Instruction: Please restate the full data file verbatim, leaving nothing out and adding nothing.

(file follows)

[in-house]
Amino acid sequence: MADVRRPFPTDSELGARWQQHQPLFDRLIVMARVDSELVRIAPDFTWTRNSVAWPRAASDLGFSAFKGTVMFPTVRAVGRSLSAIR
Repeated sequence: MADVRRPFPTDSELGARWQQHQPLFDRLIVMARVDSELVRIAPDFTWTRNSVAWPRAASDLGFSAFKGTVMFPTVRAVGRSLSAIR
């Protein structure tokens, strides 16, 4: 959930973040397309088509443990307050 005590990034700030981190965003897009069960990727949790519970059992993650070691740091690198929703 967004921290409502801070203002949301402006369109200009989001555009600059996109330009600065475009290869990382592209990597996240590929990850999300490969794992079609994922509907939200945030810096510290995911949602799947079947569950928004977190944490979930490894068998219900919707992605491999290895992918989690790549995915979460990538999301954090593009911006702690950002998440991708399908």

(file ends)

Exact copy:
[in-house]
Amino acid sequence: MADVRRPFPTDSELGARWQQHQPLFDRLIVMARVDSELVRIAPDFTWTRNSVAWPRAASDLGFSAFKGTVMFPTVRAVGRSLSAIR
Repeated sequence: MADVRRPFPTDSELGARWQQHQPLFDRLIVMARVDSELVRIAPDFTWTRNSVAWPRAASDLGFSAFKGTVMFPTVRAVGRSLSAIR
């Protein structure tokens, strides 16, 4: 959930973040397309088509443990307050 005590990034700030981190965003897009069960990727949790519970059992993650070691740091690198929703 967004921290409502801070203002949301402006369109200009989001555009600059996109330009600065475009290869990382592209990597996240590929990850999300490969794992079609994922509907939200945030810096510290995911949602799947079947569950928004977190944490979930490894068998219900919707992605491999290895992918989690790549995915979460990538999301954090593009911006702690950002998440991708399908």